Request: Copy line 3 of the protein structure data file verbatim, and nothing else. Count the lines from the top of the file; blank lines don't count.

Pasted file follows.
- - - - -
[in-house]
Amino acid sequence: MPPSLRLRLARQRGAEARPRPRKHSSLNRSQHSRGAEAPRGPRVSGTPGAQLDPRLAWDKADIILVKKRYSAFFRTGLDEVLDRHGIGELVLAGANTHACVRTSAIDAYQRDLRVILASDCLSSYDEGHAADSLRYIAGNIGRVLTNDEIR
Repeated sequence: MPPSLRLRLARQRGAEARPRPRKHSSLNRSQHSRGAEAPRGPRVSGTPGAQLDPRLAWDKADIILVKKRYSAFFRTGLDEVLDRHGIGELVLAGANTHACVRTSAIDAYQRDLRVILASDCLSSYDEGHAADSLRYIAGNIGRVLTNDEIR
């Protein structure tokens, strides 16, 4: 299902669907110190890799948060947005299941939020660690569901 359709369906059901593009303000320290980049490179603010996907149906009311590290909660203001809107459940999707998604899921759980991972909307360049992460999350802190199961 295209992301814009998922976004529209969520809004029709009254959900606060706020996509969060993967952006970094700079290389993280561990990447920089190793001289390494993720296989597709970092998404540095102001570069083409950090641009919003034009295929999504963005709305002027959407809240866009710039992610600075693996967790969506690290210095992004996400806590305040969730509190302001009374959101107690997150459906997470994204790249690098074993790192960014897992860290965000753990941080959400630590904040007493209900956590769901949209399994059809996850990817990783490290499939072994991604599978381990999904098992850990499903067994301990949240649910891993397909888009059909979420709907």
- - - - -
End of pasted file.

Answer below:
Repeated sequence: MPPSLRLRLARQRGAEARPRPRKHSSLNRSQHSRGAEAPRGPRVSGTPGAQLDPRLAWDKADIILVKKRYSAFFRTGLDEVLDRHGIGELVLAGANTHACVRTSAIDAYQRDLRVILASDCLSSYDEGHAADSLRYIAGNIGRVLTNDEIR